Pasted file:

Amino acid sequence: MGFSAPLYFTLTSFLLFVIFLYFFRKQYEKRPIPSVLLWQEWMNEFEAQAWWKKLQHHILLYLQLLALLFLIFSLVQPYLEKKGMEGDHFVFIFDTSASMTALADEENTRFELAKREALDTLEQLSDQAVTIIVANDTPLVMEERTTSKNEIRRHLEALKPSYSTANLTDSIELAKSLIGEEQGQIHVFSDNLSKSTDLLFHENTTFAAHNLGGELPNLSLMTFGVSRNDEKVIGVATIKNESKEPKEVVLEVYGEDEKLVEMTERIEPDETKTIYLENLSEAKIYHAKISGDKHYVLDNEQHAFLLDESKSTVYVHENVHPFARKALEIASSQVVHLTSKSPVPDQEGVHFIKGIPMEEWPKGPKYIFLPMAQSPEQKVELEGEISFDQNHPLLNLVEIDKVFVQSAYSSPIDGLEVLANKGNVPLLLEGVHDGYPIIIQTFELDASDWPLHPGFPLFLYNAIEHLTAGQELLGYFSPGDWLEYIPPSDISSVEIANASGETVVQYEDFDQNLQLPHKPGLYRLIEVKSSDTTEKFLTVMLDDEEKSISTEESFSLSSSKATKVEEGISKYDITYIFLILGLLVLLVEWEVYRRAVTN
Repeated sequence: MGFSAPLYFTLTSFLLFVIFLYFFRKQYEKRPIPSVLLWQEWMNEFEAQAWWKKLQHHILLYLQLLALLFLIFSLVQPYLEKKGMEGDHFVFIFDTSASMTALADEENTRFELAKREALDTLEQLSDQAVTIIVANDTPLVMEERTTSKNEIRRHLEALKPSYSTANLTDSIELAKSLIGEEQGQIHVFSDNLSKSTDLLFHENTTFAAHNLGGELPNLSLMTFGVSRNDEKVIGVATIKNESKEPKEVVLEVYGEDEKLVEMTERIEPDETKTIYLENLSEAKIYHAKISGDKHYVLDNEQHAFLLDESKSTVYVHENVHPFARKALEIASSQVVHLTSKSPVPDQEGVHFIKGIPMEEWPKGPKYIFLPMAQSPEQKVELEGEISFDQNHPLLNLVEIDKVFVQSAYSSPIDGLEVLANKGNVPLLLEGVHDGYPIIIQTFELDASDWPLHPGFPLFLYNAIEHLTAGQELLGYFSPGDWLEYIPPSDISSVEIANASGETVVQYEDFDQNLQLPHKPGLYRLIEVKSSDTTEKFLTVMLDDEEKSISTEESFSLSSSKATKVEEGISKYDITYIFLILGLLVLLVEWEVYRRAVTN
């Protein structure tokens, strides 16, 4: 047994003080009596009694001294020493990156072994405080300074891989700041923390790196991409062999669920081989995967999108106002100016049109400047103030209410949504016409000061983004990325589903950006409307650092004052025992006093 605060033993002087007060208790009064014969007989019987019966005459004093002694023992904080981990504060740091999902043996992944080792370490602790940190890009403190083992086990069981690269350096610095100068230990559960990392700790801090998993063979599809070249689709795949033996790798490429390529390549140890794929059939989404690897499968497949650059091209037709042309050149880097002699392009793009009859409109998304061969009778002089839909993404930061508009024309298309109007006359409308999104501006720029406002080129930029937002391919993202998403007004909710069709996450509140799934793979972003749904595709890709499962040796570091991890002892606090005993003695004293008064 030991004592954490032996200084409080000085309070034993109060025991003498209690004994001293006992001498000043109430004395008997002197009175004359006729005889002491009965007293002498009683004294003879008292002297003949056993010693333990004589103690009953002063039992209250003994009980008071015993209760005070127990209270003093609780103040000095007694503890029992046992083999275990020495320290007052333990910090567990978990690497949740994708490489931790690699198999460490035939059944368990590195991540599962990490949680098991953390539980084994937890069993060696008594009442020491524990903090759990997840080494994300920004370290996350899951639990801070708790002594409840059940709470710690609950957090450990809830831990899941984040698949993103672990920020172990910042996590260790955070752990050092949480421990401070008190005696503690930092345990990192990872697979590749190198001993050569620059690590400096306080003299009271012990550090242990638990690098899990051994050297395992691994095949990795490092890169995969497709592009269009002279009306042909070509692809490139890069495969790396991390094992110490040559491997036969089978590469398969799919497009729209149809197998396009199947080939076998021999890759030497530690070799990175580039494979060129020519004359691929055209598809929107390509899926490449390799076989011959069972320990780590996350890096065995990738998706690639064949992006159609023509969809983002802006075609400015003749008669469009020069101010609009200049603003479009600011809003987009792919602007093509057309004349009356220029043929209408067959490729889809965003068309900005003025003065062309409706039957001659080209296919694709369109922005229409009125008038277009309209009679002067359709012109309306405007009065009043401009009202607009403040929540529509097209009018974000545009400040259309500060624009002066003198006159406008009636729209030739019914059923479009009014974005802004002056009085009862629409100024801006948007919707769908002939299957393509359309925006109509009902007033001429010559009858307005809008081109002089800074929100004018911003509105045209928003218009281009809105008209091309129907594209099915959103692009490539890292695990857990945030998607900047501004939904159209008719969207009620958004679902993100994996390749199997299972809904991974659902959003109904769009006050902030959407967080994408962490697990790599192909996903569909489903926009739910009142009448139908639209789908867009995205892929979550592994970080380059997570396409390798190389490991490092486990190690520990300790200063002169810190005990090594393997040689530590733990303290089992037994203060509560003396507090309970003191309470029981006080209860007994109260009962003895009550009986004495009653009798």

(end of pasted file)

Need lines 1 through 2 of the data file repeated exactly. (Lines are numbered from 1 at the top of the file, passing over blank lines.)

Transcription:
Amino acid sequence: MGFSAPLYFTLTSFLLFVIFLYFFRKQYEKRPIPSVLLWQEWMNEFEAQAWWKKLQHHILLYLQLLALLFLIFSLVQPYLEKKGMEGDHFVFIFDTSASMTALADEENTRFELAKREALDTLEQLSDQAVTIIVANDTPLVMEERTTSKNEIRRHLEALKPSYSTANLTDSIELAKSLIGEEQGQIHVFSDNLSKSTDLLFHENTTFAAHNLGGELPNLSLMTFGVSRNDEKVIGVATIKNESKEPKEVVLEVYGEDEKLVEMTERIEPDETKTIYLENLSEAKIYHAKISGDKHYVLDNEQHAFLLDESKSTVYVHENVHPFARKALEIASSQVVHLTSKSPVPDQEGVHFIKGIPMEEWPKGPKYIFLPMAQSPEQKVELEGEISFDQNHPLLNLVEIDKVFVQSAYSSPIDGLEVLANKGNVPLLLEGVHDGYPIIIQTFELDASDWPLHPGFPLFLYNAIEHLTAGQELLGYFSPGDWLEYIPPSDISSVEIANASGETVVQYEDFDQNLQLPHKPGLYRLIEVKSSDTTEKFLTVMLDDEEKSISTEESFSLSSSKATKVEEGISKYDITYIFLILGLLVLLVEWEVYRRAVTN
Repeated sequence: MGFSAPLYFTLTSFLLFVIFLYFFRKQYEKRPIPSVLLWQEWMNEFEAQAWWKKLQHHILLYLQLLALLFLIFSLVQPYLEKKGMEGDHFVFIFDTSASMTALADEENTRFELAKREALDTLEQLSDQAVTIIVANDTPLVMEERTTSKNEIRRHLEALKPSYSTANLTDSIELAKSLIGEEQGQIHVFSDNLSKSTDLLFHENTTFAAHNLGGELPNLSLMTFGVSRNDEKVIGVATIKNESKEPKEVVLEVYGEDEKLVEMTERIEPDETKTIYLENLSEAKIYHAKISGDKHYVLDNEQHAFLLDESKSTVYVHENVHPFARKALEIASSQVVHLTSKSPVPDQEGVHFIKGIPMEEWPKGPKYIFLPMAQSPEQKVELEGEISFDQNHPLLNLVEIDKVFVQSAYSSPIDGLEVLANKGNVPLLLEGVHDGYPIIIQTFELDASDWPLHPGFPLFLYNAIEHLTAGQELLGYFSPGDWLEYIPPSDISSVEIANASGETVVQYEDFDQNLQLPHKPGLYRLIEVKSSDTTEKFLTVMLDDEEKSISTEESFSLSSSKATKVEEGISKYDITYIFLILGLLVLLVEWEVYRRAVTN